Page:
Summer is drawing to a close and most preppers are in the process of clearing their area of any edible produce at this time. Their goal is to freeze or can their harvest for use in the winter months. The only problem here is that many times as you begin canning your food which includes liquids such as soup you will likely experience some form of fluid loss. There are a number of logical explanations for this condition.
To help you better understand some of the problems that you could encounter, I have enclosed a sample trouble which could occur using potato soup as the product to be canned. First suppose you prepare your jars just as you do every other time that you can something. You fill each jar up to the one inch mark and place the lid and rings on them. Next you prepare the pressure canner with a 10 pound weight and leave it process for 90 minutes. You next turn the heat off and watch as the temperature drops to zero. As you take off the weight you notice that no steam is escaping. You carefully move the jars to a towel on the counter to allow them to cool down. When removing the rings you notice that out of seven jars only five sealed properly. Upon inspecting the two that failed to seal they appear to have overflowed during the procedure. What do you think the problem could have been?
There are various reasons that this problem may have occurred to you. Was there a vast difference in your canner pressure during the entire process? Results from this are frequently known as the "siphon effect." This usually will draw liquids and some of the small solids from within the jar and eventually cause problems with the jars seal. People often times blame their canner pressure for issues such as this particularly if the canner is experiencing difficulties maintaining pressure.
Another problem encountered is not leaving a sufficient amount of headspace when you are filling the canning jars. That would be an automatic guarantee that you will experience liquid loss and possible seal problems. Sealing problems can often be traced to the lack of proper cleaning and wiping of the jar rims prior to capping it with the lid. Therefore always consider first whether the jars were wiped clean before the canning process begins.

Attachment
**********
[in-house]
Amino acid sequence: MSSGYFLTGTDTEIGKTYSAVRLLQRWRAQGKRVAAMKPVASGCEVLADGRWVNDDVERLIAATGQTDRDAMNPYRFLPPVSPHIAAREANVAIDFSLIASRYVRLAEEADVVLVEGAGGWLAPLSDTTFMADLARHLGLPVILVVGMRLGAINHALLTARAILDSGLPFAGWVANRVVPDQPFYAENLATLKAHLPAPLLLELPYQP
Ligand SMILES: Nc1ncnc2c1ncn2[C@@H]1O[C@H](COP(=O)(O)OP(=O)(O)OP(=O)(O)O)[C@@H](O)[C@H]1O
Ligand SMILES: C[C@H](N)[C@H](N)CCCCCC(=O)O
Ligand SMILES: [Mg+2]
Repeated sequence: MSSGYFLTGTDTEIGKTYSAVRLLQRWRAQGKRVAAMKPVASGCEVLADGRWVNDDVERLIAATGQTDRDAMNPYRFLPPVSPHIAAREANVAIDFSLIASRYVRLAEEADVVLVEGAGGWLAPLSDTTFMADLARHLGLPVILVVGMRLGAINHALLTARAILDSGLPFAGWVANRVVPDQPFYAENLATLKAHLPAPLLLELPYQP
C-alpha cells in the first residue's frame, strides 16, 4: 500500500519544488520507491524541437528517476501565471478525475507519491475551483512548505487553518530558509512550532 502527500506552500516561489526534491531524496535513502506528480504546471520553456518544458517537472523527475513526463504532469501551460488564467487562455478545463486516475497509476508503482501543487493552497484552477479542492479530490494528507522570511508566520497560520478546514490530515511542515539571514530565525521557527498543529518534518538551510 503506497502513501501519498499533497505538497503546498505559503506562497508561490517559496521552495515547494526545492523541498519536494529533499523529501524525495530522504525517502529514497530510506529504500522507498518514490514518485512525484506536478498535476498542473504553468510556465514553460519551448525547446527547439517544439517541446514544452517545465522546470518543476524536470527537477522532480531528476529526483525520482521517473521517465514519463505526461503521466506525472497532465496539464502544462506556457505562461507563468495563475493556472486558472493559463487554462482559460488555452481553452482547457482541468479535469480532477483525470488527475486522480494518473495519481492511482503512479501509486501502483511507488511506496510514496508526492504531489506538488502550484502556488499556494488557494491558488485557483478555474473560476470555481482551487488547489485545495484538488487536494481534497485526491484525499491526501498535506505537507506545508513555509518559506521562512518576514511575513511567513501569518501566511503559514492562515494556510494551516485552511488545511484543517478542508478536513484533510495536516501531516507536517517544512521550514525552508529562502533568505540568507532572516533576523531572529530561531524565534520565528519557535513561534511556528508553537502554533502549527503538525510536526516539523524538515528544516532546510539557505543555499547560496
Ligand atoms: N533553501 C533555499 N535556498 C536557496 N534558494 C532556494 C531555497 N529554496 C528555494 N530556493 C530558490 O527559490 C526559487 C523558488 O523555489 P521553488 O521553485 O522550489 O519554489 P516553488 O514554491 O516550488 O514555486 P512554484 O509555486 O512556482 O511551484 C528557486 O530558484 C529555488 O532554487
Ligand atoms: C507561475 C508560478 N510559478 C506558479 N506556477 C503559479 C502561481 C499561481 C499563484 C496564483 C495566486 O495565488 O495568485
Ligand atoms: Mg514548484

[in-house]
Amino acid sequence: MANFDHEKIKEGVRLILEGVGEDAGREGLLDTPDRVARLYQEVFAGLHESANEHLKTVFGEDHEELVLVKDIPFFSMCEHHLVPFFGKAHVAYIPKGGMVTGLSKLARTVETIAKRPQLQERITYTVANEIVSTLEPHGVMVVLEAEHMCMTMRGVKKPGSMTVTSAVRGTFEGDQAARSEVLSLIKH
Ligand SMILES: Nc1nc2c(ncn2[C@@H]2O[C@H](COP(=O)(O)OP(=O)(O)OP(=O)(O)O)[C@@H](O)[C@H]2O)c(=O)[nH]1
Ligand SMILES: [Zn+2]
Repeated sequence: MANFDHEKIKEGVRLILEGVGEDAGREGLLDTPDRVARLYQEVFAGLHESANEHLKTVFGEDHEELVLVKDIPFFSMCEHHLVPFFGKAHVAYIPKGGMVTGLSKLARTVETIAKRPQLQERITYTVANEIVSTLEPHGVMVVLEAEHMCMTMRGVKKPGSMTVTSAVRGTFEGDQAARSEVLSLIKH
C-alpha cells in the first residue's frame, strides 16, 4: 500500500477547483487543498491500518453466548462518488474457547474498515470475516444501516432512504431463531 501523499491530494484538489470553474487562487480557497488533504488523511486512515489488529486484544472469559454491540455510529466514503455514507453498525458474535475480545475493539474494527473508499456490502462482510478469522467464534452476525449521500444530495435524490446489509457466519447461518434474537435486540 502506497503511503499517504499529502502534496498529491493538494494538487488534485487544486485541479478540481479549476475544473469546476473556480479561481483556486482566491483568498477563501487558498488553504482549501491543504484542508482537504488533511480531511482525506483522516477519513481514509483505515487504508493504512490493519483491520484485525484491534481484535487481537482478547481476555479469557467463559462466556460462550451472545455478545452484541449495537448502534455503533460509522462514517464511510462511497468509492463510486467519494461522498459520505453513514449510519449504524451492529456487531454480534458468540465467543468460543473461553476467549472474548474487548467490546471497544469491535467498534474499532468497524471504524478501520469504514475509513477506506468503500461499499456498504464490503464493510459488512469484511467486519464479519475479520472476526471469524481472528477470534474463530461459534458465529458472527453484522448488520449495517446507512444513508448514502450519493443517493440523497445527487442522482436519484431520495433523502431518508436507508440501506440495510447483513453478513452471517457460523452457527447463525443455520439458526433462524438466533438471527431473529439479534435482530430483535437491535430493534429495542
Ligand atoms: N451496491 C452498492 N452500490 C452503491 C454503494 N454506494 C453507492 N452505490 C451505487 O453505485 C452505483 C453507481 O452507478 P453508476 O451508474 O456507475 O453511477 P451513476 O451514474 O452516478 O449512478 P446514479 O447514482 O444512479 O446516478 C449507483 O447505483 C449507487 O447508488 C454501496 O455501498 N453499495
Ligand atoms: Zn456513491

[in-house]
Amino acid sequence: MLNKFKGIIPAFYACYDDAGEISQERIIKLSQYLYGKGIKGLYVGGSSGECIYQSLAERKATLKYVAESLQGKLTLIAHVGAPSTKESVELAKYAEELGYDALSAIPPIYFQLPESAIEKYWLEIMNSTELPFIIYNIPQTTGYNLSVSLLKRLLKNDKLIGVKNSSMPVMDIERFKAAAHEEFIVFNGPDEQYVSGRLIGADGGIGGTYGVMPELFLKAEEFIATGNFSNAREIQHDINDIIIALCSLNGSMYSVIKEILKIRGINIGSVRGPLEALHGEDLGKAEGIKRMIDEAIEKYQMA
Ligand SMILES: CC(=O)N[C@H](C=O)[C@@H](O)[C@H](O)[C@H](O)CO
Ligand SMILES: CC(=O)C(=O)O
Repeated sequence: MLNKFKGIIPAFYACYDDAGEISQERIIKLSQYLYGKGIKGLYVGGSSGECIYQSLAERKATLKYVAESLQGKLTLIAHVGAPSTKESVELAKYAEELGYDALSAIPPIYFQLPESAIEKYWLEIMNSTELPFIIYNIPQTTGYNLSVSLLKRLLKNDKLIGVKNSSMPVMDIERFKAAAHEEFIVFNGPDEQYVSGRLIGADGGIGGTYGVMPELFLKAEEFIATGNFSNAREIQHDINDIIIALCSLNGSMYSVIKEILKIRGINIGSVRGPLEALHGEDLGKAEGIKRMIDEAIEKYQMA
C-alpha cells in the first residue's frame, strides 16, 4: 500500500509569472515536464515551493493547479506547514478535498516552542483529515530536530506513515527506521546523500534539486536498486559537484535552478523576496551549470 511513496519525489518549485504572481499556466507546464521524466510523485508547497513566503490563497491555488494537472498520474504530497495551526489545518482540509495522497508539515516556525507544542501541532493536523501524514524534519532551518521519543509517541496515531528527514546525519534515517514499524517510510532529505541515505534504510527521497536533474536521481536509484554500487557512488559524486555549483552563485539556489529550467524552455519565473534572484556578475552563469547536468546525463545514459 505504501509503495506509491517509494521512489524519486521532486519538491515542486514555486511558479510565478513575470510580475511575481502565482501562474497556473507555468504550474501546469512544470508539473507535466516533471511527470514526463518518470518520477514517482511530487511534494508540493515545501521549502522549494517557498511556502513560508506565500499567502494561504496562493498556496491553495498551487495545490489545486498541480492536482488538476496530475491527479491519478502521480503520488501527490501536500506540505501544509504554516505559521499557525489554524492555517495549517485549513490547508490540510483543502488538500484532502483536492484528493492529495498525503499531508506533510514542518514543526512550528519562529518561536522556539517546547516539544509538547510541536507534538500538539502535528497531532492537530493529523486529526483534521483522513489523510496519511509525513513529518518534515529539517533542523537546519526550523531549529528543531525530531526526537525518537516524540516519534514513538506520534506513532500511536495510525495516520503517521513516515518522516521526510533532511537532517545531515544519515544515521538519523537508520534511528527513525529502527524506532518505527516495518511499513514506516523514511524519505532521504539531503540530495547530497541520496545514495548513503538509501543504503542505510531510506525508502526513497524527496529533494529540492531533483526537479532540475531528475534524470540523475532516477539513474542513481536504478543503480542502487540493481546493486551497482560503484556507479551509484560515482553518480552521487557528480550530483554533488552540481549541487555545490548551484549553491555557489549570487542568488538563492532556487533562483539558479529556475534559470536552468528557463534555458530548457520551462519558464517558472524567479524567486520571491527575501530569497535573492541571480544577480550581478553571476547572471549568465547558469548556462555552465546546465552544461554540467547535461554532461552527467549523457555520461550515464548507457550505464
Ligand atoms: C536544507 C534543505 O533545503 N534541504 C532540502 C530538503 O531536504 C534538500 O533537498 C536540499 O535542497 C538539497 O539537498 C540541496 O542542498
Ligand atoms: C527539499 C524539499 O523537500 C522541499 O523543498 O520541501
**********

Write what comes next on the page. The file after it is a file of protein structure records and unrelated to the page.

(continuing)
Usually the venting isn't the cause of the liquid loss. On the issue of the canner pressure it has been my experience that turning the burner up or down is frequently the root of problems such as these. Your goal should be to maintain the canning pressure at a steady 12 pound measured by the use of the dial gauge. This steady pressure is far superior to allowing the unit to fluctuate from 10 to 12 pounds.
Another reason for the possible liquid loss could be the thickness of your soup. Did the soup border on a puree thickness? If so it may perhaps have been much too thick. Thick liquids when simmering or boiling will frequently spit out in huge bubbles. This can eventually cause liquid lose. My wife once made her favorite cream of potato soup and she pureed the potatoes. Although it did not appear to be too thick it actually was and ended up experiencing huge liquid losses during pressure canning. What happened was that the potato soup began to boil within the jars and started oozing out. of the jars. In the end each of the jars had about 2 inches of headspace when finished. Keep in mind there was no heat fluctuation of any kind and the venting was proper and the headspace was set as it should be.
In conclusion, the problem had to be the thickness of the soup and nothing else. I hope that if you are experiencing these types of canning problems that this article points you in the correct direction towards finding a resolution.
Copyright @2010 Joseph Parish
For more information relating to survival visit us at http://www.survival-training.info